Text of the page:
With Trump pick aboard, top U.S. court
tackles religious rights
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[April 18, 2017]
By Andrew Chung
WASHINGTON (Reuters) - The U.S. Supreme
Court is set this week to hear a closely watched case testing the limits
of religious rights, and new Justice Neil Gorsuch's judicial record
indicates he could tip the court toward siding with a church challenging
Missouri's ban on state funding of religious entities.
Trinity Lutheran Church, which is located in Columbia, Missouri and runs
a preschool and daycare center, said Missouri unlawfully excluded it
from a grant program providing state funds to nonprofit groups to buy
rubber playground surfaces. Missouri's constitution prohibits "any
church, sect or denomination of religion" from receiving state taxpayer
Gorsuch, who embraced an expansive view of religious rights as a
Colorado-based federal appeals court judge, on Monday hears his first
arguments since becoming a justice last week. He will be on the bench on
Wednesday when the justices hear the Trinity Lutheran case, one of the
most important of their current term.
Gorsuch, appointed by President Donald Trump, restored the Supreme
Court's 5-4 conservative majority.
Trinity Lutheran wanted public funds to replace its playground's gravel
with a rubber surface made from recycled tires that would be safer for
children to play on.
The U.S. Constitution calls for a separation of church and state and
guarantees the free exercise of religion.
At the very least, a victory for Trinity Lutheran would help religious
organizations nationwide win public dollars for certain purposes, such
as health and safety.
But it also could bolster the case for using public money for vouchers
to help pay for children to attend religious schools rather than public
schools in "school choice" programs backed by many conservatives. For
example, Colorado's top court in 2015 found that a Douglas County
voucher program violated a state constitutional provision similar to
Trinity Lutheran's legal effort is being spearheaded by the Alliance
Defending Freedom conservative Christian legal activist group, which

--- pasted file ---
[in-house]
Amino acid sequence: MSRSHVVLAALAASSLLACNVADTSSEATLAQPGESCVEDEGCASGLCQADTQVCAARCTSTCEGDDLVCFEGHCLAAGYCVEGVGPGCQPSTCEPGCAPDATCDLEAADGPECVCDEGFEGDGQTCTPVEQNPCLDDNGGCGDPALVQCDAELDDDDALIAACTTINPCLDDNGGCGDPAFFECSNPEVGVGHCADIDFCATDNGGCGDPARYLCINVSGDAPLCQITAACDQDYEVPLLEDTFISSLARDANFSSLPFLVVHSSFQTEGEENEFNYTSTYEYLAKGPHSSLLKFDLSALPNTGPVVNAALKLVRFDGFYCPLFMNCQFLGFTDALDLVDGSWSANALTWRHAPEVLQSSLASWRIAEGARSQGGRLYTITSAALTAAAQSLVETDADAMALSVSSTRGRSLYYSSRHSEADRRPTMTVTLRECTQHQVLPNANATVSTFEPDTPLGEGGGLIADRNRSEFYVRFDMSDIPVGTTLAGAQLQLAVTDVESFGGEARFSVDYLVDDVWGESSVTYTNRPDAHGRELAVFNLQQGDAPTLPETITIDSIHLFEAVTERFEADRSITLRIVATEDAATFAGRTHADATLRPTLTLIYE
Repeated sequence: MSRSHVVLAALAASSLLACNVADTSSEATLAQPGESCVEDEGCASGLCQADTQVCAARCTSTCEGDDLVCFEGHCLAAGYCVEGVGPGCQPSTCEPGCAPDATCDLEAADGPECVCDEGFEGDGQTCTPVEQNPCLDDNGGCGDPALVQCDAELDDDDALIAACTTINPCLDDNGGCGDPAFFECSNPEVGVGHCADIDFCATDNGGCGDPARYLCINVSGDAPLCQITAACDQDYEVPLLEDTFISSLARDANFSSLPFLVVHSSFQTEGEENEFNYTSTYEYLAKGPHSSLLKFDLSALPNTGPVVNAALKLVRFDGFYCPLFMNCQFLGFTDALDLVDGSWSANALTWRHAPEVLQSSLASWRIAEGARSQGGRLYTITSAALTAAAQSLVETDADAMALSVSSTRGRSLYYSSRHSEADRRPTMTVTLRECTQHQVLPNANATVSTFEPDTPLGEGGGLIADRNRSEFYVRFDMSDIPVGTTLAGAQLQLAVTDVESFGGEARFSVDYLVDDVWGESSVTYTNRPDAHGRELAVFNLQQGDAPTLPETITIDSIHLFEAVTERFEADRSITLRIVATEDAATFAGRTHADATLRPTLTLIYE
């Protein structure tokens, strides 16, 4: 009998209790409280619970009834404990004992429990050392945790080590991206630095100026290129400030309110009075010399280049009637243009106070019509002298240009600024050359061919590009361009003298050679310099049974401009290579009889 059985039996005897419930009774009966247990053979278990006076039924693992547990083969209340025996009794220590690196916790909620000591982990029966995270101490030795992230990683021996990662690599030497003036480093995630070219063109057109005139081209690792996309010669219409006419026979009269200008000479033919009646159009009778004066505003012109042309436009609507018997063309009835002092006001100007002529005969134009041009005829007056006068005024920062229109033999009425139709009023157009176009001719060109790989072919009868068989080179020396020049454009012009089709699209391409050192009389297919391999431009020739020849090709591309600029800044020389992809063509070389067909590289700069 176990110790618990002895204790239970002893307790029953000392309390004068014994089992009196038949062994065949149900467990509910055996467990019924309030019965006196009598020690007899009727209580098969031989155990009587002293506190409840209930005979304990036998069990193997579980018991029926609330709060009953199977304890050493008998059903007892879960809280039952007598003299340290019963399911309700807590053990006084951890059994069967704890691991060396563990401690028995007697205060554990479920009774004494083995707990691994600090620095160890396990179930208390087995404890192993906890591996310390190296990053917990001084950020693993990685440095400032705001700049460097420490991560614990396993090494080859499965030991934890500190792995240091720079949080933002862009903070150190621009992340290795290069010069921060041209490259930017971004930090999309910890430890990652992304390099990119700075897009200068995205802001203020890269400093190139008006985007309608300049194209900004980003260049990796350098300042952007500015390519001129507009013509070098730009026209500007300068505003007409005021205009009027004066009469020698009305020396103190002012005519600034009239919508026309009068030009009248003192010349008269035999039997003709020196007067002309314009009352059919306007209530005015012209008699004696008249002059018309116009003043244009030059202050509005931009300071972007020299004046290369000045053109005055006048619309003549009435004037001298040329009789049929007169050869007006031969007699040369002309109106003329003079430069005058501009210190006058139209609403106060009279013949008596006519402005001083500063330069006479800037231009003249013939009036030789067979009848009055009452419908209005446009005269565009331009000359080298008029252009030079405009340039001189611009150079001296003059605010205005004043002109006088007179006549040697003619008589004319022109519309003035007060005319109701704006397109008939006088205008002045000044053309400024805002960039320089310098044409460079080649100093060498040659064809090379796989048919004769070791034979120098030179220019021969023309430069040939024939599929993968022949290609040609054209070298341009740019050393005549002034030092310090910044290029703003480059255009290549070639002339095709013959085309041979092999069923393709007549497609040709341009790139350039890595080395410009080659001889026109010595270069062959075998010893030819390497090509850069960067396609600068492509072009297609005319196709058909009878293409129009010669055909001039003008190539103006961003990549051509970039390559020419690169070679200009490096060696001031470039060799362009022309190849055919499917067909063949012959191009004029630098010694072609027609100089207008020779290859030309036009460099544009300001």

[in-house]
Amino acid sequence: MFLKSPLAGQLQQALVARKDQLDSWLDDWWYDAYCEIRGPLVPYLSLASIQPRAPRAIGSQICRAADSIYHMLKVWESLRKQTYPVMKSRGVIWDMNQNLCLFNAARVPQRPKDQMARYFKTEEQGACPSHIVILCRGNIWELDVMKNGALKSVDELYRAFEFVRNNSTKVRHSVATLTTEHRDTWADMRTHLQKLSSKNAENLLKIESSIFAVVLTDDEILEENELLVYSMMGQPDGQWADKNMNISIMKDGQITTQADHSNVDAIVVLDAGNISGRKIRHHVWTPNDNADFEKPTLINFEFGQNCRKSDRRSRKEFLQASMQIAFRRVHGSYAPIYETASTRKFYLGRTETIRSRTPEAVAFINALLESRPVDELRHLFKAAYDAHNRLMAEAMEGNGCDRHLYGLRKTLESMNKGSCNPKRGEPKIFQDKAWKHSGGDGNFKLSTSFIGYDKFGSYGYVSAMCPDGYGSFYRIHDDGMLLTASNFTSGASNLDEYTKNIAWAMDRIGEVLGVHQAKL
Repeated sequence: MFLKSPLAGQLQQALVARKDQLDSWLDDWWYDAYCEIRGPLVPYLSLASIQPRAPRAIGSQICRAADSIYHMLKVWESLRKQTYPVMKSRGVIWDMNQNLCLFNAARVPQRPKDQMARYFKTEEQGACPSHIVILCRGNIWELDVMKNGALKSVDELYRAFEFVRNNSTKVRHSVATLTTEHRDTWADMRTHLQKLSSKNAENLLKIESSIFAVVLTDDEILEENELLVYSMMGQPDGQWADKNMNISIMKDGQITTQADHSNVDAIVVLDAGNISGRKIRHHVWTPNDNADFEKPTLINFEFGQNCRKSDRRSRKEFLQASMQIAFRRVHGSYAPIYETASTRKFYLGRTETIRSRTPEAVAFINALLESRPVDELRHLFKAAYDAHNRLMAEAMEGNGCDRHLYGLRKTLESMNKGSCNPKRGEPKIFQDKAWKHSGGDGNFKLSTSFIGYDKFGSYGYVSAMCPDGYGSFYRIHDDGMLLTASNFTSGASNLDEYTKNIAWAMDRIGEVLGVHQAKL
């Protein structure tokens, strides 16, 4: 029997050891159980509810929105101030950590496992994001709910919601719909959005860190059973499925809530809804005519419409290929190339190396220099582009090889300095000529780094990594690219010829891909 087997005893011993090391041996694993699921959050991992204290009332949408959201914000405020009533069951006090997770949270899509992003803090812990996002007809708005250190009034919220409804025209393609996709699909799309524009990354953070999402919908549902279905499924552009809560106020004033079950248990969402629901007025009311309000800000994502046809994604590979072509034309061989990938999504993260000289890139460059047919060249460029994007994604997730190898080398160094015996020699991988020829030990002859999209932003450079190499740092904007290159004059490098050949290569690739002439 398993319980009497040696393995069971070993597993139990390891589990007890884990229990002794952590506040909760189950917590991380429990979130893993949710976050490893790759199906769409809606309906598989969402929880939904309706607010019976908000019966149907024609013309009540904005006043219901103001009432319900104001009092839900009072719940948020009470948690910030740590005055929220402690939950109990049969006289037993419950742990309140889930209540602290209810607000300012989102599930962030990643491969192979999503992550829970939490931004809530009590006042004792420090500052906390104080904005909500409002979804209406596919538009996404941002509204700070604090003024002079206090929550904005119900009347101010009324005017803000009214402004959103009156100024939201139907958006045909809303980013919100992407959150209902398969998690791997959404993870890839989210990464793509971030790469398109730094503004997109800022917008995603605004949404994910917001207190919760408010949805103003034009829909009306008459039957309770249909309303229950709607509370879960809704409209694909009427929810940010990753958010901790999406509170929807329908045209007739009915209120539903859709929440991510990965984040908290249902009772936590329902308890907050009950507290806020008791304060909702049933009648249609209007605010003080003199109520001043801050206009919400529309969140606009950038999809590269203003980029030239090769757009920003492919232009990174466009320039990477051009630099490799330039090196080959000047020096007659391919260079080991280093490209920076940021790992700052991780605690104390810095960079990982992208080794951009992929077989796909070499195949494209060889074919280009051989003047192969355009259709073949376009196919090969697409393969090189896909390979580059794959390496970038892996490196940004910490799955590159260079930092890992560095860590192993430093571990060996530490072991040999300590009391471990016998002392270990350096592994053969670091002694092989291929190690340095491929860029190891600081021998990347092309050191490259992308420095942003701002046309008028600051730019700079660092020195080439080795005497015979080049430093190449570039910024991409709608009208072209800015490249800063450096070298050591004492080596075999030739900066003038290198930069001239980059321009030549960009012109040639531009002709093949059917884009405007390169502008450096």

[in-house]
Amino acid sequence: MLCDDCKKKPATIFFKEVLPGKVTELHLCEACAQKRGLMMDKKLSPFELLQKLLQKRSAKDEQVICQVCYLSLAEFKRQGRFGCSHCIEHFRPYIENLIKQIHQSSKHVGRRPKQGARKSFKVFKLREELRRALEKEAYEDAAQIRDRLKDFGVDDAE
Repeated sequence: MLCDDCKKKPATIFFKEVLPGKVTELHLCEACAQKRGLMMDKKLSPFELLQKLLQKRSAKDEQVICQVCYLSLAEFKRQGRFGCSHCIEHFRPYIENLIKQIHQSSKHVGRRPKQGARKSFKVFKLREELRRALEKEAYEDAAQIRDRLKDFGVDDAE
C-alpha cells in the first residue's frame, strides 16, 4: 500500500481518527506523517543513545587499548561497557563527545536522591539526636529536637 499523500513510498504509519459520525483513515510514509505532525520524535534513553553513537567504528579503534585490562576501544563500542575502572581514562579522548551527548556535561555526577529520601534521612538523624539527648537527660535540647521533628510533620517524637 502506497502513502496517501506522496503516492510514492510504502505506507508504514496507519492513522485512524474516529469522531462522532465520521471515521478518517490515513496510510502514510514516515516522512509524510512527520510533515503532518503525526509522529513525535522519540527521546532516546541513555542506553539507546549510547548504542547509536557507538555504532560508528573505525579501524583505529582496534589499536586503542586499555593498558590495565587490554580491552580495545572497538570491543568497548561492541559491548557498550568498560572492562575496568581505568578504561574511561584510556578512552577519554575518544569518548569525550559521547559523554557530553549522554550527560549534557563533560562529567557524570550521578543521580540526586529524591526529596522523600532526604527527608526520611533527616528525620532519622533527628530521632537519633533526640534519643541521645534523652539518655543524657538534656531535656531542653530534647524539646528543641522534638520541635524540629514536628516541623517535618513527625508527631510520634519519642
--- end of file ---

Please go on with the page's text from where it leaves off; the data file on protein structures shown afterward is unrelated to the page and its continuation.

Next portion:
argues Missouri's policy violates the U.S. Constitution's guarantees of
free exercise of religion and equal protection under the law.
If the church wins, "religious organizations cannot be excluded from
general public welfare benefits that apply to everybody," said Erik
Stanley, an alliance lawyer representing the church.
Referring to Gorsuch, Stanley said, "He has definitely been a friend of
religious liberty. So we are hopeful that will continue when he's on the
court, and we're grateful he gets to participate on this important
In 2013, Gorsuch sided with the evangelical Christian owners of
arts-and-crafts retailer Hobby Lobby and allowed owners of private
companies to object on religious grounds to a provision in federal
healthcare law requiring employers to provide medical insurance that
pays for women's birth control.
Gorsuch wrote in a concurring opinion that Hobby Lobby's owners faced a
choice "between exercising their faith or saving their business." The
Supreme Court later affirmed the ruling.
Missouri said there is nothing unconstitutional about its grant program.
[to top of second column]
President Donald Trump speaks before the swearing in of Judge Neil
Gorsuch as an Associate Supreme Court Justice in the Rose Garden of
the White House in Washington, U.S., April 10, 2017. REUTERS/Joshua
The church has drawn support from the religious community including
the U.S. Conference of Catholic Bishops, the Mormon Church and
'OPEN THE FLOODGATES'
Groups filing legal papers opposing Trinity Lutheran, including the
American Civil Liberties Union, said government funding of churches
is precisely what the Constitution forbids.
"Forcing states to provide cash to build church property could open
the floodgates to programs that coerce taxpayers to underwrite
religion," said Daniel Mach, director of the ACLU's program on
freedom of religion and belief.
Mach said three-quarters of the U.S. states have provisions like
Alliance Defending Freedom, which also opposes gay marriage,
transgender protections and abortion, has another major case
involving religion that the Supreme Court could take up in its term
beginning in October. It represents a Colorado bakery's Christian
owner who argues the Constitution's promise of religious freedom
means he should not have to make a wedding cake for a gay couple.
Trinity Lutheran sued in federal court in 2012. The St. Louis-based
8th U.S. Circuit Court of Appeals in 2015 upheld a trial court's
dismissal of the suit. The appeals court said accepting the church's
arguments would be "unprecedented," noting the Supreme Court's 2004
decision in the case Locke v. Davey that upheld a bar on Washington
state scholarships for students preparing for the ministry.
The justice who Gorsuch replaced, the late fellow conservative
Antonin Scalia, was one of two dissenters in the Locke ruling. When
a state withholds a generally available benefit solely on religious
grounds, it is like an unconstitutional "special tax" on religion,
Judicial observers have described Gorsuch as very much in the mold
Missouri's grant program was meant to keep tires out of landfills
while also fostering children's safety. The church's brief to the
high court stated, "A rubber playground surface accomplishes the
state's purposes whether it cushions the fall of the pious or the
"Trinity Lutheran remains free, without any public subsidy, to worship,
teach, pray and practice any other aspect of its faith however it
wishes. The state merely declines to offer financial support," the state
said in legal papers.
(Reporting by Andrew Chung; Editing by Will Dunham)
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